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Tip #125: Earmarks

tenant disputeIt’s astonishing how many times tenants take landlords to court over security deposit deductions.

Court cases are expensive, and many states provide for penalties if the landlord wrongfully withholds deposit funds.

So if you don’t want to become a statistic, take heed:

Deductions can only be taken for damage caused by the tenant, not age or normal wear. Sounds simple, right? But in practice, it can be difficult to discern the two.

A deduction can never by applied to upgrades — like a carpet replacement at the cost of one individual tenant, unless that tenant alone destroyed the carpet.

Be careful when charging different security deposit amounts to different tenants — that can give rise to a claim of discrimination.

Provide a detailed accounting as required by law, but be aware of the “nickel and dime” scenario. A fifty dollar deduction may not seem like a big deal, but fifty one-dollar items makes for a long list, which can incite anger — and a possible lawsuit.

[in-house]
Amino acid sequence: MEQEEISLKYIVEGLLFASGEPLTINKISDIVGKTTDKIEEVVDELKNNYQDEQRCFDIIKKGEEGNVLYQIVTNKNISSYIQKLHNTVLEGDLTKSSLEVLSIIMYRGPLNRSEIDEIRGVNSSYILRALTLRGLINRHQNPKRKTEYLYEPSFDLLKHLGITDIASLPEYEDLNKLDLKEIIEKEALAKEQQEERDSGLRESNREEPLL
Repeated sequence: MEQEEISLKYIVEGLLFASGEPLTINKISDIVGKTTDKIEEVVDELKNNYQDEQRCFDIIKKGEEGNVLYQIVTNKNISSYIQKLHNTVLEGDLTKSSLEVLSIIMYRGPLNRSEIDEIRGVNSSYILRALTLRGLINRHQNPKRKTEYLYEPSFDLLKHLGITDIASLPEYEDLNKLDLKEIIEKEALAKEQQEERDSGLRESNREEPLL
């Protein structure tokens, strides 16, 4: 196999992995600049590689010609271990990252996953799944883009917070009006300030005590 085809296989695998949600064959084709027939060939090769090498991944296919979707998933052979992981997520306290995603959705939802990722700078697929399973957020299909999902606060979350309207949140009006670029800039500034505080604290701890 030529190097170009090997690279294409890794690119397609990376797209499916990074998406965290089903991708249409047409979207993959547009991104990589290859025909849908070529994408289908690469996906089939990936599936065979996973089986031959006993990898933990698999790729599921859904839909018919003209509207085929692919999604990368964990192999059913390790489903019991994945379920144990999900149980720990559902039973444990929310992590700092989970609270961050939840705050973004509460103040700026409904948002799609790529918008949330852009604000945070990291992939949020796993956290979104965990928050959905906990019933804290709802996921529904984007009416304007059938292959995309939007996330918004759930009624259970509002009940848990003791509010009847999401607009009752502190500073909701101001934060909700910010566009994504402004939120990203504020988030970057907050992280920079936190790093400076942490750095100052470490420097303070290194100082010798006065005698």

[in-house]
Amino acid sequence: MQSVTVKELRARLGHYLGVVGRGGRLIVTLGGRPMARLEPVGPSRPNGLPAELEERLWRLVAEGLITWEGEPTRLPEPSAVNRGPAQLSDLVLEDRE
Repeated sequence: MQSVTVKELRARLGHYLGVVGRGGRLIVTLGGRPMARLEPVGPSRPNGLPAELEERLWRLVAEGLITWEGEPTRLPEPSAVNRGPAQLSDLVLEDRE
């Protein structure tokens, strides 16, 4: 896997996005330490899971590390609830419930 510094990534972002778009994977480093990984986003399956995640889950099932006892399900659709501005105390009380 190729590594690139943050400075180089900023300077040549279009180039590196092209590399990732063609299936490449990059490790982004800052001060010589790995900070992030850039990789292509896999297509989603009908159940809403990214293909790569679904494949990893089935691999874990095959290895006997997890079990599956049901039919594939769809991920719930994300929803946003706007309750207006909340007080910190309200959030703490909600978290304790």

Stave off problems by providing a cleaning and maintenance checklist prior to the move out. Offer to stop by and perform a “pre-move out” inspection while the tenant still has time to fix any mishaps.

See last week’s Landlord Quick Tip. American Apartment Owners Association offers discounts on products and services for landlords related to your rental housing investment, including rental forms, tenant debt collection, tenant background checks, insurance and financing. Find out more at

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  • Bill

    1) video tape when tenant moves in to record condition.
    2) Physically inspect, using a checklist with tenant at move in
    3) when you get move out notice, send a letter to tenant detailing expectations, as defined in your lease, and offer to inspect with tenant at the end of lease, after they have moved out. Always suggest that they move out a few days early, so they have time for the inspection and time to fix any problems.
    4) be sure the lease sets out the fees and charges for cleaning, renovation, that the tenant will pay to remediate damage.
    4) videotape when they move out, to record condition
    5) record damage on the same move in checklist/inspection report

    with these in place, tenant will have a hard time disputing your charges.

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